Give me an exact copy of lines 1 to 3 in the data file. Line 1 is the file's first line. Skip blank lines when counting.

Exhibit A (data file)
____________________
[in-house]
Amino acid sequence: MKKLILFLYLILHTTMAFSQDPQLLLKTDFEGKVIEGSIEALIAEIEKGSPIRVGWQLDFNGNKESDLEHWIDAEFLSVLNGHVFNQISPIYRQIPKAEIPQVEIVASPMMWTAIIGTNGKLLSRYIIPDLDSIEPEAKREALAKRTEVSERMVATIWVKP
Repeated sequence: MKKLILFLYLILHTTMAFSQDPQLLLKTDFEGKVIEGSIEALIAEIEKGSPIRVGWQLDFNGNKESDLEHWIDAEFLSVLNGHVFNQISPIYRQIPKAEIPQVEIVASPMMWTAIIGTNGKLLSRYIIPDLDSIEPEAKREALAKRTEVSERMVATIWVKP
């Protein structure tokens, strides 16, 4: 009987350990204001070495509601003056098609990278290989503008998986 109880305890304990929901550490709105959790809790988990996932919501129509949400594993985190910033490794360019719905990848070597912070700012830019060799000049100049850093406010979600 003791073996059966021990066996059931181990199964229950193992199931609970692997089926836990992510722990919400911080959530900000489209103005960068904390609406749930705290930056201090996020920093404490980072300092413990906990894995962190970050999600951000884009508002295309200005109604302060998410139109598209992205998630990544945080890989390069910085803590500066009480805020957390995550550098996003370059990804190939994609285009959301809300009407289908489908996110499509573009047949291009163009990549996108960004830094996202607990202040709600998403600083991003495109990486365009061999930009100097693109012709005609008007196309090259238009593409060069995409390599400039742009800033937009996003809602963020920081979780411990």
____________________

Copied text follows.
[in-house]
Amino acid sequence: MKKLILFLYLILHTTMAFSQDPQLLLKTDFEGKVIEGSIEALIAEIEKGSPIRVGWQLDFNGNKESDLEHWIDAEFLSVLNGHVFNQISPIYRQIPKAEIPQVEIVASPMMWTAIIGTNGKLLSRYIIPDLDSIEPEAKREALAKRTEVSERMVATIWVKP
Repeated sequence: MKKLILFLYLILHTTMAFSQDPQLLLKTDFEGKVIEGSIEALIAEIEKGSPIRVGWQLDFNGNKESDLEHWIDAEFLSVLNGHVFNQISPIYRQIPKAEIPQVEIVASPMMWTAIIGTNGKLLSRYIIPDLDSIEPEAKREALAKRTEVSERMVATIWVKP